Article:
Florida House Scales Back Proposed Tax Cuts
Republicans in the Florida House on Tuesday rolled out a scaled-back tax cut package that would give Floridians a small cut on their cellphone bills as well as keep intact the annual back-to-school sales tax holiday.
House leaders during their regular session were touting an array of nearly $700 million in tax cuts. But in an effort to end an ongoing budget stalemate the revised package either eliminated or greatly reduced some of the tax cuts the House had promised earlier.
Rep. Matt Gaetz, a Niceville Republican in charge of the House tax-writing committee, said the tax cut package was still an effort to help "struggling people" as well as businesses across the state.
The tax cuts, if passed, would save Floridians about $10 a year in cellphone taxes as opposed to the $43 a year break that Gov. Rick Scott wanted legislators to pass. The cut to the cellphone tax, however, would be staggered over a two-year period.
Scott also wanted to eliminate sales taxes on college textbooks. Instead the House proposal calls for the tax to be waived during a one-day holiday held in late August, as well as in January and May 2016.
Gaetz said he would have liked to endorse Scott's tax cut proposals fully, but said "I've got to fish with the lures that work."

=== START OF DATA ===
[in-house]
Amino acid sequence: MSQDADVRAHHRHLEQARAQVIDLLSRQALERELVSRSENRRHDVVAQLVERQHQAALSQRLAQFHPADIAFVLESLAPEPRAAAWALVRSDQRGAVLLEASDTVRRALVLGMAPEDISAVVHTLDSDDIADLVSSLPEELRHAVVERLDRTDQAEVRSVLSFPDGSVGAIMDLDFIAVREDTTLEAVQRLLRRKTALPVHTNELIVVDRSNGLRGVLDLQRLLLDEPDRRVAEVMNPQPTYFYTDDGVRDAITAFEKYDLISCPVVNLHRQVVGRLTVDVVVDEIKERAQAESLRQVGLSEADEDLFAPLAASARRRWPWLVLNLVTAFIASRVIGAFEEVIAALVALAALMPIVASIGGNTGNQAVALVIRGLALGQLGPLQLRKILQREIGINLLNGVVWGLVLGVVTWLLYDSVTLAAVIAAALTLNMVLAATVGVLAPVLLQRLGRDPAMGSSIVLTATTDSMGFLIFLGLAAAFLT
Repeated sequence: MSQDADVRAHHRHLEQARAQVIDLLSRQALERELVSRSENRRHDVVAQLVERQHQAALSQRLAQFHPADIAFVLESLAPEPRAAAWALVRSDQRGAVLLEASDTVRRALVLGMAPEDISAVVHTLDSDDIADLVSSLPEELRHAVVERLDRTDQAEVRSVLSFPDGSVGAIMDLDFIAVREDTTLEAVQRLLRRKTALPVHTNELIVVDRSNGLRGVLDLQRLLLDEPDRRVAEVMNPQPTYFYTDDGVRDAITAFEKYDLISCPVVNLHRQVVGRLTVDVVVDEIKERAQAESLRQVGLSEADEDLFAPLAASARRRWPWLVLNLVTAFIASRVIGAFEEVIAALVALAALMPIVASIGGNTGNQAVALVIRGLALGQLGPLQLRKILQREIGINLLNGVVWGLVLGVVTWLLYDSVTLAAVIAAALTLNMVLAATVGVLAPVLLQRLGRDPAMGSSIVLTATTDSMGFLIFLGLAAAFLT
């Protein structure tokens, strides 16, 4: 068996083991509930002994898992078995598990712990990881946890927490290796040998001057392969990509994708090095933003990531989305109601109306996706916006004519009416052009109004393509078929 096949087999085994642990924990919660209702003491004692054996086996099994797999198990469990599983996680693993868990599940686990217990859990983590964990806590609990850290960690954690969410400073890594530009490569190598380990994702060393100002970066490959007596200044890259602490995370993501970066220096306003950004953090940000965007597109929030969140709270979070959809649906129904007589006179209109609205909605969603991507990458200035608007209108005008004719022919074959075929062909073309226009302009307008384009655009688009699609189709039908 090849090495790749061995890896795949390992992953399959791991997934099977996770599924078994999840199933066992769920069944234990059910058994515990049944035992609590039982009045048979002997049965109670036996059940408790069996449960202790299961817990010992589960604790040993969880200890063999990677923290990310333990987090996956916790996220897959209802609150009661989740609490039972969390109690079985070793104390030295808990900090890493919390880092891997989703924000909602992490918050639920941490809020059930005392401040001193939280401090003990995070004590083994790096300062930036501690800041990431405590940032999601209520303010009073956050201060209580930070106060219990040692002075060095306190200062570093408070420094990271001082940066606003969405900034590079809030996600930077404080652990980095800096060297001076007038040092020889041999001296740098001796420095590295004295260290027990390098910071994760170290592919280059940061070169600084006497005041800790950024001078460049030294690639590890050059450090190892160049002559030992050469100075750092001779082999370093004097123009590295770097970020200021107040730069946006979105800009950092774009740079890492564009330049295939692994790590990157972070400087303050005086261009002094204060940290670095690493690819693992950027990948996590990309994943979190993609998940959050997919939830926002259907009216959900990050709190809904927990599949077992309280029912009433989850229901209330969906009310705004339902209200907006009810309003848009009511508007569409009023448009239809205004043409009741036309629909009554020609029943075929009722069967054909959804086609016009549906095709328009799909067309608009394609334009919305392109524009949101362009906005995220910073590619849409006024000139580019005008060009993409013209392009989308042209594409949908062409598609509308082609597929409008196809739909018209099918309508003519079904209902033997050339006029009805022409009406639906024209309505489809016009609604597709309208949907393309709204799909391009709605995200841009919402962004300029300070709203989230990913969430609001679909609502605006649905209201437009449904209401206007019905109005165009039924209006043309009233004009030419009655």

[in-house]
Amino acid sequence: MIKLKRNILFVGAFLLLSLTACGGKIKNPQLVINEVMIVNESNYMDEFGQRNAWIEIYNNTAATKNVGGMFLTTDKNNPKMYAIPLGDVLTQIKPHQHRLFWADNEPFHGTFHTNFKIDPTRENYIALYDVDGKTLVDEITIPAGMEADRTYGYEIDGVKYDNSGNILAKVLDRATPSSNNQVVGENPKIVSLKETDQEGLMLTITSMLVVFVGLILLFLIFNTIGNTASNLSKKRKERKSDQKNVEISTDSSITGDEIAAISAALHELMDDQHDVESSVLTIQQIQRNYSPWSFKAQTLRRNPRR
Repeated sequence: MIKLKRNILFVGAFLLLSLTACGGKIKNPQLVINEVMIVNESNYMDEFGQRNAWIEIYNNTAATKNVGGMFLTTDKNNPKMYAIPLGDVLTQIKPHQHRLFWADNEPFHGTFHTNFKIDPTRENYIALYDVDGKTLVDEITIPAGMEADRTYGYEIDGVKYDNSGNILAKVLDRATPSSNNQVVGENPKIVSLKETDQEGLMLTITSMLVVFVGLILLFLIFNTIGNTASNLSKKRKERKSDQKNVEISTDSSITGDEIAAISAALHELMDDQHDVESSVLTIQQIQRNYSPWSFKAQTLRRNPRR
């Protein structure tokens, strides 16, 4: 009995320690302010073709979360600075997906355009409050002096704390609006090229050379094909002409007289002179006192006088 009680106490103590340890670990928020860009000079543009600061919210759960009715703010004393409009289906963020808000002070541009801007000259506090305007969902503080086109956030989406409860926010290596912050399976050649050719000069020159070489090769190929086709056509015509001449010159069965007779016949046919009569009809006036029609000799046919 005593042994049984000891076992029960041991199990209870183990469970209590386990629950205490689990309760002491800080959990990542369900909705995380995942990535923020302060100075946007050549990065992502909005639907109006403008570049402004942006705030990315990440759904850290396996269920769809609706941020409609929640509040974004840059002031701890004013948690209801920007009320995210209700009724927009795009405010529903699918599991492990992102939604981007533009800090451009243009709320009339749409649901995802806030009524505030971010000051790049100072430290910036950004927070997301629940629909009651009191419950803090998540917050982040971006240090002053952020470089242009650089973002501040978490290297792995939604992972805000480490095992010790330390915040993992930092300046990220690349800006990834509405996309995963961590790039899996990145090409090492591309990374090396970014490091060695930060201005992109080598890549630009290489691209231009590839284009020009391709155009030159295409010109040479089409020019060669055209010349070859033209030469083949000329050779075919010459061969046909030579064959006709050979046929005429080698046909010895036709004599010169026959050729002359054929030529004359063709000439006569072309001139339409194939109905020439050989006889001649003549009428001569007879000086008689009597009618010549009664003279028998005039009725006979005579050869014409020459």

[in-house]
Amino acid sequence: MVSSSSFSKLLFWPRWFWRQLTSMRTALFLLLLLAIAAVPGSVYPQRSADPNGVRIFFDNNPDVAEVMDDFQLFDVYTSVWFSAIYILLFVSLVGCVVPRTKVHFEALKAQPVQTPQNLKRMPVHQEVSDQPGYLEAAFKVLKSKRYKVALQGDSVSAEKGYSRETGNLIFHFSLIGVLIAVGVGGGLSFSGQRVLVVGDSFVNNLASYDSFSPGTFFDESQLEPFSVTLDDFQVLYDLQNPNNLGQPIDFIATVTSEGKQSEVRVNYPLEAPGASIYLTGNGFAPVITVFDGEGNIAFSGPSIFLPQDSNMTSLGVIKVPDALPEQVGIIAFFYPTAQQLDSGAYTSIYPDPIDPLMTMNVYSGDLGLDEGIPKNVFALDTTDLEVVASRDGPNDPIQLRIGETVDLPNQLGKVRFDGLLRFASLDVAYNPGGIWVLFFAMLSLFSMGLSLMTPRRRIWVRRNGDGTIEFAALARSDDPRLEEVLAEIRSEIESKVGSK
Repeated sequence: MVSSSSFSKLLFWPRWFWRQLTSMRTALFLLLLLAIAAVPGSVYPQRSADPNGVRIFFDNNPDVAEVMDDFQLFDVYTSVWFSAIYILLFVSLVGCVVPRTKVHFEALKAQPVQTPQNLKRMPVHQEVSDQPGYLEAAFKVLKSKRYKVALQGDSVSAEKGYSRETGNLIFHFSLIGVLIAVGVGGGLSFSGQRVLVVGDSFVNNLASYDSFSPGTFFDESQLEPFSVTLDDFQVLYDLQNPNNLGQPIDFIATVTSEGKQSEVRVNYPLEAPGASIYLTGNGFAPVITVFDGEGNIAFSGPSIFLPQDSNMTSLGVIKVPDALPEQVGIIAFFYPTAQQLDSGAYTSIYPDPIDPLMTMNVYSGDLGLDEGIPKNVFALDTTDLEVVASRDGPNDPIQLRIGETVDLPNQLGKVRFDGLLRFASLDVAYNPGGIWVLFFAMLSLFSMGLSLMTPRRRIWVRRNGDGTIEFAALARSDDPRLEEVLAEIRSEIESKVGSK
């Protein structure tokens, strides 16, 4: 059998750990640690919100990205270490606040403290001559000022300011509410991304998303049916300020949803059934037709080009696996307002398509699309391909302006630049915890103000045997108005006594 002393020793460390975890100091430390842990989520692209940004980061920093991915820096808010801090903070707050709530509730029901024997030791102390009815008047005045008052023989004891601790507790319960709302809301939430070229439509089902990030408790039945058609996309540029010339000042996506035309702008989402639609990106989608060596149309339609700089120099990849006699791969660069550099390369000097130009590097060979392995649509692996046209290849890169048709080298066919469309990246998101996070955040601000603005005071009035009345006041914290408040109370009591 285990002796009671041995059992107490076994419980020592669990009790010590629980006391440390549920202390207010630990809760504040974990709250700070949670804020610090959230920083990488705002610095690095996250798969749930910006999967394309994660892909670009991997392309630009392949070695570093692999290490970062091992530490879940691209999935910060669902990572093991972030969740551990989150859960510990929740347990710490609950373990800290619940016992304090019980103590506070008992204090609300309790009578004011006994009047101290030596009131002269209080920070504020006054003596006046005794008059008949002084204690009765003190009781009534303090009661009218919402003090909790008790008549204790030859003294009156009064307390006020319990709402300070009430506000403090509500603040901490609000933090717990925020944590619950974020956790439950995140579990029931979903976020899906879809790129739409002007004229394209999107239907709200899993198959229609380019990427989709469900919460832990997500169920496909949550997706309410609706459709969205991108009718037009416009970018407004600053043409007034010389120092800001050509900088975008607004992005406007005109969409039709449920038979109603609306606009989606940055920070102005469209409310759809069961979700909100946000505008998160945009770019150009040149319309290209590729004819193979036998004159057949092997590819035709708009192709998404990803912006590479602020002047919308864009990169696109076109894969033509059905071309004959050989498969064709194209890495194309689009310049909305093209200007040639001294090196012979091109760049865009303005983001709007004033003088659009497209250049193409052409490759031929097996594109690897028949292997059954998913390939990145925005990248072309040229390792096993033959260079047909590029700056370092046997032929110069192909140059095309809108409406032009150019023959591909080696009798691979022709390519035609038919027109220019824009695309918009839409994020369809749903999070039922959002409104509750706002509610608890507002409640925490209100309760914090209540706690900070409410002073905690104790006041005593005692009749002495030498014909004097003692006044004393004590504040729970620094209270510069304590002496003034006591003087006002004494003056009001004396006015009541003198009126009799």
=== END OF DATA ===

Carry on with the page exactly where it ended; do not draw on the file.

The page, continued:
Scott, who was attending a GOP economic gathering in Orlando that drew several White House hopefuls, still praised the House tax cut package even though it was smaller than he wanted.
"What I'm happy (about) is that we're continuing to reduce taxes," Scott said. "Every year we're chipping away at reducing our taxes and it's paying off."
The House scaled back its tax cut package so it would cost under $300 million in the first year, although it would grow to more than $400 million when all the tax breaks are fully in place. The package also includes a small reduction in the tax charged on commercial rent.
Legislators are holding a rare June special session because they were unable to pass a new state budget during the regular session that ended May 1. House and Senate leaders have been at odds over health care and health care spending.
Senators continue to say they want to vote for tax cuts this year, but maintain it depends on whether the two sides can set aside enough money for Florida's hospitals. Sen. Tom Lee said that until senators are convinced they have "adequate resources" in the health care system, "everything else is a secondary priority."